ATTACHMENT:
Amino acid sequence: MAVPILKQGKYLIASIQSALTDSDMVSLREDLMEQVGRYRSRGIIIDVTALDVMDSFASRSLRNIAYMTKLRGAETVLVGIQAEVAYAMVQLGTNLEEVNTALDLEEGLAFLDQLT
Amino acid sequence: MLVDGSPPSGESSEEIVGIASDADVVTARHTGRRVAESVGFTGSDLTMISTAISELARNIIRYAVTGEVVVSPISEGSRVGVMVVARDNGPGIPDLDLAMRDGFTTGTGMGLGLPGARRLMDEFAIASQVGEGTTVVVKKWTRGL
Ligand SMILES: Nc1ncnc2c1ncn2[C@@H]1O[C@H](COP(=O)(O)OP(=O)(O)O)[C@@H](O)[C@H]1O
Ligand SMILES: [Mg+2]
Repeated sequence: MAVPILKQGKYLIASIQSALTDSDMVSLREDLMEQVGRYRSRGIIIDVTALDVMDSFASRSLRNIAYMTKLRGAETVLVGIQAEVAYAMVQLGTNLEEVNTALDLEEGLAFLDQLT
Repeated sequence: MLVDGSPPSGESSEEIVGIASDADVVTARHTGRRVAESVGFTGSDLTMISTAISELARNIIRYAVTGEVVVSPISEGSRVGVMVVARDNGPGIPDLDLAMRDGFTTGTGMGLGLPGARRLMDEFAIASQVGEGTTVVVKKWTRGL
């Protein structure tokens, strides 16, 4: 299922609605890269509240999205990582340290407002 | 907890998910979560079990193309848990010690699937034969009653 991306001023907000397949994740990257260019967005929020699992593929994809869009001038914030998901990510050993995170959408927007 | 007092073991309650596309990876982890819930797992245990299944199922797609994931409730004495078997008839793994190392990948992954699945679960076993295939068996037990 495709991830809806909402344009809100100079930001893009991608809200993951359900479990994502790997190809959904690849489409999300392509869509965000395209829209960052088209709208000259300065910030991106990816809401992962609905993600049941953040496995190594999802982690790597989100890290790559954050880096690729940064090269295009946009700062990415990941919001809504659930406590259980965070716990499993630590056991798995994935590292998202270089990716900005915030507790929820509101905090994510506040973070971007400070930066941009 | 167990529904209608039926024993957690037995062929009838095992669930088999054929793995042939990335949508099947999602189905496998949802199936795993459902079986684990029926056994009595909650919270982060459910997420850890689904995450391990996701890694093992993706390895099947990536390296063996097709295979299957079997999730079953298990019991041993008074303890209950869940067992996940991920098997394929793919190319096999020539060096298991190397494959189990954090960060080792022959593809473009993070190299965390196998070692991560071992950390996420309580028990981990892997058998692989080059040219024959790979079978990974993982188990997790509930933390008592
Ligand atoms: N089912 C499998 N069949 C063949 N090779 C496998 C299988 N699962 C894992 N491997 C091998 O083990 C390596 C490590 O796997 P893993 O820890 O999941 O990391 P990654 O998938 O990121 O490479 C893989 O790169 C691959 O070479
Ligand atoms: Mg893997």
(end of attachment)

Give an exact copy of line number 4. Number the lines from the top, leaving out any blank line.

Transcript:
Ligand SMILES: [Mg+2]